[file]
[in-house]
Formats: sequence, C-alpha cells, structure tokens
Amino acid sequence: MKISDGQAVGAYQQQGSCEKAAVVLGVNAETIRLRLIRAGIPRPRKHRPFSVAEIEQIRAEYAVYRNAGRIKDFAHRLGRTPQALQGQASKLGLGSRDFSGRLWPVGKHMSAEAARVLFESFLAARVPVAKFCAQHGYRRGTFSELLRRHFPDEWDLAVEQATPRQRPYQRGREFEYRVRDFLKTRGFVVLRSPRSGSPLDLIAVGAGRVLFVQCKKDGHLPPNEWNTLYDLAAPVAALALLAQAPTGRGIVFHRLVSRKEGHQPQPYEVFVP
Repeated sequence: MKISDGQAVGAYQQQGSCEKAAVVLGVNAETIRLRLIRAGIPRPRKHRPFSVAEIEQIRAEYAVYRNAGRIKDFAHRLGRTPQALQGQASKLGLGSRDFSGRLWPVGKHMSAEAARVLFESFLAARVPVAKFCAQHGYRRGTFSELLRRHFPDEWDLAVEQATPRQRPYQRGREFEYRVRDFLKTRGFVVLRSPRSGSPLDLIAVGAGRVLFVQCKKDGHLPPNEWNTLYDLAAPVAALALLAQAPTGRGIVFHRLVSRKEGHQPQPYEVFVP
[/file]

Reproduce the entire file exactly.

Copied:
[in-house]
Formats: sequence, C-alpha cells, structure tokens
Amino acid sequence: MKISDGQAVGAYQQQGSCEKAAVVLGVNAETIRLRLIRAGIPRPRKHRPFSVAEIEQIRAEYAVYRNAGRIKDFAHRLGRTPQALQGQASKLGLGSRDFSGRLWPVGKHMSAEAARVLFESFLAARVPVAKFCAQHGYRRGTFSELLRRHFPDEWDLAVEQATPRQRPYQRGREFEYRVRDFLKTRGFVVLRSPRSGSPLDLIAVGAGRVLFVQCKKDGHLPPNEWNTLYDLAAPVAALALLAQAPTGRGIVFHRLVSRKEGHQPQPYEVFVP
Repeated sequence: MKISDGQAVGAYQQQGSCEKAAVVLGVNAETIRLRLIRAGIPRPRKHRPFSVAEIEQIRAEYAVYRNAGRIKDFAHRLGRTPQALQGQASKLGLGSRDFSGRLWPVGKHMSAEAARVLFESFLAARVPVAKFCAQHGYRRGTFSELLRRHFPDEWDLAVEQATPRQRPYQRGREFEYRVRDFLKTRGFVVLRSPRSGSPLDLIAVGAGRVLFVQCKKDGHLPPNEWNTLYDLAAPVAALALLAQAPTGRGIVFHRLVSRKEGHQPQPYEVFVP